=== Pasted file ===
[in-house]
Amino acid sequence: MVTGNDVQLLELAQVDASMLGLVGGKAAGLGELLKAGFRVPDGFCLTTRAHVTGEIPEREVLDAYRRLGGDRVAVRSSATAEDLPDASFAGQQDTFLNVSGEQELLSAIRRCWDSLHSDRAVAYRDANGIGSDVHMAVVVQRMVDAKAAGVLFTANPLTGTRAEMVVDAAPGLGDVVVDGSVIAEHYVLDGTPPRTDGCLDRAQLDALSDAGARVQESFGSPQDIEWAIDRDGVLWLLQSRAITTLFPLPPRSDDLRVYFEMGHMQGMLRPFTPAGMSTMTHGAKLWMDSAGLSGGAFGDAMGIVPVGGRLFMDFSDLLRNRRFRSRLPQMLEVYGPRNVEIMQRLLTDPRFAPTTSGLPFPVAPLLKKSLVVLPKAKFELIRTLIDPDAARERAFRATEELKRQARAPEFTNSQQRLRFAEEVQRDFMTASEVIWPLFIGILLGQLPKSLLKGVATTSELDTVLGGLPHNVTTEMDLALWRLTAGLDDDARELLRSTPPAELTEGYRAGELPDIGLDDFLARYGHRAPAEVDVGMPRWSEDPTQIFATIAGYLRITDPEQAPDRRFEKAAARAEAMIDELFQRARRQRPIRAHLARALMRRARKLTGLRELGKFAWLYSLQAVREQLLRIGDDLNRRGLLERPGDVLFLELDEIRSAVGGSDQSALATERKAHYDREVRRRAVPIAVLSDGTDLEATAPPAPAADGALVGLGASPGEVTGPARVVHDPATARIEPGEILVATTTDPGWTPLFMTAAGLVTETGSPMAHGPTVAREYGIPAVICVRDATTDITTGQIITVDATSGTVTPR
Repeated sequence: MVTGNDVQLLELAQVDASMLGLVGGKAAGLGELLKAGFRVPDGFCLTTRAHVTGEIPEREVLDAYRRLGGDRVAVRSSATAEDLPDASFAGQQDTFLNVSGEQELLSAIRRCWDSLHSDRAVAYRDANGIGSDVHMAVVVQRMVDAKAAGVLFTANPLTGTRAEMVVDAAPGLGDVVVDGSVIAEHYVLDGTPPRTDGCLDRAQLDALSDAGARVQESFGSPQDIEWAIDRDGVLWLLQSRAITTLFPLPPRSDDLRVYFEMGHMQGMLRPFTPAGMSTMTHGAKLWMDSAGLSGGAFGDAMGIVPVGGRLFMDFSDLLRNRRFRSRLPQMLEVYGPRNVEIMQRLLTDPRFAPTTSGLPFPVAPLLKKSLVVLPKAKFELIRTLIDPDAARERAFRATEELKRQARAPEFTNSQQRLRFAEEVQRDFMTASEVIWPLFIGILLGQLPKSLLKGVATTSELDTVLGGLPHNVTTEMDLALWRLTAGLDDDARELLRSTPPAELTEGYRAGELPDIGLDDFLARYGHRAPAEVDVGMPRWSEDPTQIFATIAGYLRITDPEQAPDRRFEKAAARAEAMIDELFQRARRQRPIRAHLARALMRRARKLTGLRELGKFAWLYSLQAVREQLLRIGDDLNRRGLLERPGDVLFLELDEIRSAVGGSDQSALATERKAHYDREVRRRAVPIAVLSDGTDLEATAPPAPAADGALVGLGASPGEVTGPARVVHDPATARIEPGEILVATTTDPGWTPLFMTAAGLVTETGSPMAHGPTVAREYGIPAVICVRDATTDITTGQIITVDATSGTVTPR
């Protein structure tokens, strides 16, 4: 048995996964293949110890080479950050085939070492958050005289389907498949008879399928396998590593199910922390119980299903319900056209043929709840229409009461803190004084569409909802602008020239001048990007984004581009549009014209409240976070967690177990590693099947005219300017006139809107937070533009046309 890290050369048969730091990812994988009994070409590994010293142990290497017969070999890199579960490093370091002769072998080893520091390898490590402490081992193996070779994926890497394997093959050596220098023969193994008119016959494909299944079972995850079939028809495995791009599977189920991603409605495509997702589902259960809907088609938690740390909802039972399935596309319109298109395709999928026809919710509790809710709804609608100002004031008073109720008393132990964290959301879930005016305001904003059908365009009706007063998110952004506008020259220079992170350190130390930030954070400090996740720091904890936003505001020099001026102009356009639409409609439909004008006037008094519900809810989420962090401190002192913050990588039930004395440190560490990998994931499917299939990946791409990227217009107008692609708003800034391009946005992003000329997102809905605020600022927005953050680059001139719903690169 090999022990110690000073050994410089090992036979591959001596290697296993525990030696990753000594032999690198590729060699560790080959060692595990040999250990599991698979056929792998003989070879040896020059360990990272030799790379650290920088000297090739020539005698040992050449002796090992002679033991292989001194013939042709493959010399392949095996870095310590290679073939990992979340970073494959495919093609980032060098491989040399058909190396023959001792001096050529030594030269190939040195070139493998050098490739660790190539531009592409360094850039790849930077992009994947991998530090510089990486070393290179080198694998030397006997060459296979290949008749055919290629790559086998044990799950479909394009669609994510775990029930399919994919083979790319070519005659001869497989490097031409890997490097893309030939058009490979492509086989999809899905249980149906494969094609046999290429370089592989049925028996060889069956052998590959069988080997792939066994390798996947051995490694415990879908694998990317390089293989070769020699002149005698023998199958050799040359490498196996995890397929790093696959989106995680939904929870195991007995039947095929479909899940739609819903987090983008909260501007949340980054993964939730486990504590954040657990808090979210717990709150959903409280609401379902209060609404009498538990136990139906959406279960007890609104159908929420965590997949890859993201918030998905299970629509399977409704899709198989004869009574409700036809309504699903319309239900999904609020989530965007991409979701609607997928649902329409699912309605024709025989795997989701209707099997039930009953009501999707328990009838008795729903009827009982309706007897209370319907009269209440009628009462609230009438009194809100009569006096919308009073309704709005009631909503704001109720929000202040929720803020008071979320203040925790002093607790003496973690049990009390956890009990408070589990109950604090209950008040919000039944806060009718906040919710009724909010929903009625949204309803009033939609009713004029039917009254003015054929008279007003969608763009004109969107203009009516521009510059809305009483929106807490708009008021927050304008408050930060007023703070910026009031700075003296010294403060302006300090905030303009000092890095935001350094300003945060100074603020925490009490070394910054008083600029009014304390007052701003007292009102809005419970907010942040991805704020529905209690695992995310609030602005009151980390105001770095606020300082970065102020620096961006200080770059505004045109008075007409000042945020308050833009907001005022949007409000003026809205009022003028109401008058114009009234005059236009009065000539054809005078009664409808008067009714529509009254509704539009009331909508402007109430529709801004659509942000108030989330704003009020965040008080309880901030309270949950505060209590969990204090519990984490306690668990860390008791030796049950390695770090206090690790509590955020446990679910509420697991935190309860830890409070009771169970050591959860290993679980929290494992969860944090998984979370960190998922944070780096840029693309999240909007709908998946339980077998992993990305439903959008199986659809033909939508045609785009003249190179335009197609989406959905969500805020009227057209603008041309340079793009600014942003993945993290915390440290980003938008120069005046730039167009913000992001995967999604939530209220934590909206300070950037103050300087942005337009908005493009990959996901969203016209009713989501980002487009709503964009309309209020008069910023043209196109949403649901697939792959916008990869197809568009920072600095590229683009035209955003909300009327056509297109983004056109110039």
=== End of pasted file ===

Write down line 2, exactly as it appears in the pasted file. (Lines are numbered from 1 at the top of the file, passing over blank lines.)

Amino acid sequence: MVTGNDVQLLELAQVDASMLGLVGGKAAGLGELLKAGFRVPDGFCLTTRAHVTGEIPEREVLDAYRRLGGDRVAVRSSATAEDLPDASFAGQQDTFLNVSGEQELLSAIRRCWDSLHSDRAVAYRDANGIGSDVHMAVVVQRMVDAKAAGVLFTANPLTGTRAEMVVDAAPGLGDVVVDGSVIAEHYVLDGTPPRTDGCLDRAQLDALSDAGARVQESFGSPQDIEWAIDRDGVLWLLQSRAITTLFPLPPRSDDLRVYFEMGHMQGMLRPFTPAGMSTMTHGAKLWMDSAGLSGGAFGDAMGIVPVGGRLFMDFSDLLRNRRFRSRLPQMLEVYGPRNVEIMQRLLTDPRFAPTTSGLPFPVAPLLKKSLVVLPKAKFELIRTLIDPDAARERAFRATEELKRQARAPEFTNSQQRLRFAEEVQRDFMTASEVIWPLFIGILLGQLPKSLLKGVATTSELDTVLGGLPHNVTTEMDLALWRLTAGLDDDARELLRSTPPAELTEGYRAGELPDIGLDDFLARYGHRAPAEVDVGMPRWSEDPTQIFATIAGYLRITDPEQAPDRRFEKAAARAEAMIDELFQRARRQRPIRAHLARALMRRARKLTGLRELGKFAWLYSLQAVREQLLRIGDDLNRRGLLERPGDVLFLELDEIRSAVGGSDQSALATERKAHYDREVRRRAVPIAVLSDGTDLEATAPPAPAADGALVGLGASPGEVTGPARVVHDPATARIEPGEILVATTTDPGWTPLFMTAAGLVTETGSPMAHGPTVAREYGIPAVICVRDATTDITTGQIITVDATSGTVTPR